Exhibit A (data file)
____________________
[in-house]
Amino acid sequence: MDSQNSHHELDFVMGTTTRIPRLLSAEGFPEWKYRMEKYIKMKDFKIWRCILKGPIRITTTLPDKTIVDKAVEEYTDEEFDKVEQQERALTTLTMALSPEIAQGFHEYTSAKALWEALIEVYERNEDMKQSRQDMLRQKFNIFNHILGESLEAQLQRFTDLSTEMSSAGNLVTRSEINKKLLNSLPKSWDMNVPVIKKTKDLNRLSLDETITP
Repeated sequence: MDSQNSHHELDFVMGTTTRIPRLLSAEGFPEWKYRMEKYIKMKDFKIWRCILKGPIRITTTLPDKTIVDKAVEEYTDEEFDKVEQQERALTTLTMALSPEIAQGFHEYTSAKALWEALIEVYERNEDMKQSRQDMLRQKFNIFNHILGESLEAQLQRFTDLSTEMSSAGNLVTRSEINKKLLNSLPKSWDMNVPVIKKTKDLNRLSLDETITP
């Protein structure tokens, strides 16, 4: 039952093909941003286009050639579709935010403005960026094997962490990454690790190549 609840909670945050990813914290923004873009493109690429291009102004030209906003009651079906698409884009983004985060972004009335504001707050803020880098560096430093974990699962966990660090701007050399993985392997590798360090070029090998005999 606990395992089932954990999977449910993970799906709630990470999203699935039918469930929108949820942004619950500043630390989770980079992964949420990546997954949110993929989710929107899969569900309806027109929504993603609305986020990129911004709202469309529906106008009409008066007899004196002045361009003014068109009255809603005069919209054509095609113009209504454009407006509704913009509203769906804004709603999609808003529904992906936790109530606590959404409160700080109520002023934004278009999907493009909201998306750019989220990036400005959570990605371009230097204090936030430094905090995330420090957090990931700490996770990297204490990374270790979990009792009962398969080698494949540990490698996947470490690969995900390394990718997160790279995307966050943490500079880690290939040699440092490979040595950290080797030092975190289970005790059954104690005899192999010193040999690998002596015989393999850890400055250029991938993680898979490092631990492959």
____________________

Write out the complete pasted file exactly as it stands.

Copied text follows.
[in-house]
Amino acid sequence: MDSQNSHHELDFVMGTTTRIPRLLSAEGFPEWKYRMEKYIKMKDFKIWRCILKGPIRITTTLPDKTIVDKAVEEYTDEEFDKVEQQERALTTLTMALSPEIAQGFHEYTSAKALWEALIEVYERNEDMKQSRQDMLRQKFNIFNHILGESLEAQLQRFTDLSTEMSSAGNLVTRSEINKKLLNSLPKSWDMNVPVIKKTKDLNRLSLDETITP
Repeated sequence: MDSQNSHHELDFVMGTTTRIPRLLSAEGFPEWKYRMEKYIKMKDFKIWRCILKGPIRITTTLPDKTIVDKAVEEYTDEEFDKVEQQERALTTLTMALSPEIAQGFHEYTSAKALWEALIEVYERNEDMKQSRQDMLRQKFNIFNHILGESLEAQLQRFTDLSTEMSSAGNLVTRSEINKKLLNSLPKSWDMNVPVIKKTKDLNRLSLDETITP
């Protein structure tokens, strides 16, 4: 039952093909941003286009050639579709935010403005960026094997962490990454690790190549 609840909670945050990813914290923004873009493109690429291009102004030209906003009651079906698409884009983004985060972004009335504001707050803020880098560096430093974990699962966990660090701007050399993985392997590798360090070029090998005999 606990395992089932954990999977449910993970799906709630990470999203699935039918469930929108949820942004619950500043630390989770980079992964949420990546997954949110993929989710929107899969569900309806027109929504993603609305986020990129911004709202469309529906106008009409008066007899004196002045361009003014068109009255809603005069919209054509095609113009209504454009407006509704913009509203769906804004709603999609808003529904992906936790109530606590959404409160700080109520002023934004278009999907493009909201998306750019989220990036400005959570990605371009230097204090936030430094905090995330420090957090990931700490996770990297204490990374270790979990009792009962398969080698494949540990490698996947470490690969995900390394990718997160790279995307966050943490500079880690290939040699440092490979040595950290080797030092975190289970005790059954104690005899192999010193040999690998002596015989393999850890400055250029991938993680898979490092631990492959």